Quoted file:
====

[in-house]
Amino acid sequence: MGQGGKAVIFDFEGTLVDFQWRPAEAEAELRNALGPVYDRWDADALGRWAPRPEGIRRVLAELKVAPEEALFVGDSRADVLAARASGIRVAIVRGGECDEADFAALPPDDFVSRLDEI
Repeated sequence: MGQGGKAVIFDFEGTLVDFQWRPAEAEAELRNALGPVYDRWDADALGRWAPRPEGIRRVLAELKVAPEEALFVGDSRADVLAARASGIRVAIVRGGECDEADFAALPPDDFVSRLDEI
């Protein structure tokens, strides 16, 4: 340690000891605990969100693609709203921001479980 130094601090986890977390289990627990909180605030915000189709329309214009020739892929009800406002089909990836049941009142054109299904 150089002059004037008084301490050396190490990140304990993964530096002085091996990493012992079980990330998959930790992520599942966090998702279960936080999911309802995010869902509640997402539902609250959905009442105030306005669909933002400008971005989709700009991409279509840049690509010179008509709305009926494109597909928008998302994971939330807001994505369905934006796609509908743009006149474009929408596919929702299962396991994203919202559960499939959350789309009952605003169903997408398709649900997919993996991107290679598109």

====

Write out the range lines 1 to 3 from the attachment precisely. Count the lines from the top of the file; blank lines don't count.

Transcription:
[in-house]
Amino acid sequence: MGQGGKAVIFDFEGTLVDFQWRPAEAEAELRNALGPVYDRWDADALGRWAPRPEGIRRVLAELKVAPEEALFVGDSRADVLAARASGIRVAIVRGGECDEADFAALPPDDFVSRLDEI
Repeated sequence: MGQGGKAVIFDFEGTLVDFQWRPAEAEAELRNALGPVYDRWDADALGRWAPRPEGIRRVLAELKVAPEEALFVGDSRADVLAARASGIRVAIVRGGECDEADFAALPPDDFVSRLDEI